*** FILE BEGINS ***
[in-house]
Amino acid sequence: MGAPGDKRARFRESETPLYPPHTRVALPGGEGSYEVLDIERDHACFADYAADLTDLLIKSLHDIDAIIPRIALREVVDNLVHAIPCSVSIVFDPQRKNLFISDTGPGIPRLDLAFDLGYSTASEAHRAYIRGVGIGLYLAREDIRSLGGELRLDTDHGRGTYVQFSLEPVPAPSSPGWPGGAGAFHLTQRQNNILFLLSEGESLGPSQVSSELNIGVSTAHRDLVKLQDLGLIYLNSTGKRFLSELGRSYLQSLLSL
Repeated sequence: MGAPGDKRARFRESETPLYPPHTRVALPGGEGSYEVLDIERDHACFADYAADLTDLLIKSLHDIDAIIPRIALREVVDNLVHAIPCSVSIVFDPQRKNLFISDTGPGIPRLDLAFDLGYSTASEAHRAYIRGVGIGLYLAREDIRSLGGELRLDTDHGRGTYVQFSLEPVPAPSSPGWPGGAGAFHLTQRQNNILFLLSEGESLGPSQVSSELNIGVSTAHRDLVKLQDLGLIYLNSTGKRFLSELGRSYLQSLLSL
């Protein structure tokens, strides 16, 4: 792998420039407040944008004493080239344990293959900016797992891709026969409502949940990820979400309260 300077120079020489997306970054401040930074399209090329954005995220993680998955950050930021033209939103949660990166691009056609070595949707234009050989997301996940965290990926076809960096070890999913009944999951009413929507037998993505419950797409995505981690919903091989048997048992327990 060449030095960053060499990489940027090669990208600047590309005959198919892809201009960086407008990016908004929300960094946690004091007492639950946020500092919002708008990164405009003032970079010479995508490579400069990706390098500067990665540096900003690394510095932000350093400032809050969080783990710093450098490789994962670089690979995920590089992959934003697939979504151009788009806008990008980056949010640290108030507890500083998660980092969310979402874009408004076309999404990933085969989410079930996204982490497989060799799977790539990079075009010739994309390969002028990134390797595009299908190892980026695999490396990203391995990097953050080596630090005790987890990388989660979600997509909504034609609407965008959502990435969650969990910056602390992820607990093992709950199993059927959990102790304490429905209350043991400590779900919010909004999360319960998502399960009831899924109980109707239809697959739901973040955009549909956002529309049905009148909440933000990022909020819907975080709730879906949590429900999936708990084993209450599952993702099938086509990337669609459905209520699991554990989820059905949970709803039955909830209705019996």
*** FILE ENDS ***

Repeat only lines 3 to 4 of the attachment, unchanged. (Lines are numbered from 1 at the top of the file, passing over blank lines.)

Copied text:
Repeated sequence: MGAPGDKRARFRESETPLYPPHTRVALPGGEGSYEVLDIERDHACFADYAADLTDLLIKSLHDIDAIIPRIALREVVDNLVHAIPCSVSIVFDPQRKNLFISDTGPGIPRLDLAFDLGYSTASEAHRAYIRGVGIGLYLAREDIRSLGGELRLDTDHGRGTYVQFSLEPVPAPSSPGWPGGAGAFHLTQRQNNILFLLSEGESLGPSQVSSELNIGVSTAHRDLVKLQDLGLIYLNSTGKRFLSELGRSYLQSLLSL
């Protein structure tokens, strides 16, 4: 792998420039407040944008004493080239344990293959900016797992891709026969409502949940990820979400309260 300077120079020489997306970054401040930074399209090329954005995220993680998955950050930021033209939103949660990166691009056609070595949707234009050989997301996940965290990926076809960096070890999913009944999951009413929507037998993505419950797409995505981690919903091989048997048992327990 060449030095960053060499990489940027090669990208600047590309005959198919892809201009960086407008990016908004929300960094946690004091007492639950946020500092919002708008990164405009003032970079010479995508490579400069990706390098500067990665540096900003690394510095932000350093400032809050969080783990710093450098490789994962670089690979995920590089992959934003697939979504151009788009806008990008980056949010640290108030507890500083998660980092969310979402874009408004076309999404990933085969989410079930996204982490497989060799799977790539990079075009010739994309390969002028990134390797595009299908190892980026695999490396990203391995990097953050080596630090005790987890990388989660979600997509909504034609609407965008959502990435969650969990910056602390992820607990093992709950199993059927959990102790304490429905209350043991400590779900919010909004999360319960998502399960009831899924109980109707239809697959739901973040955009549909956002529309049905009148909440933000990022909020819907975080709730879906949590429900999936708990084993209450599952993702099938086509990337669609459905209520699991554990989820059905949970709803039955909830209705019996």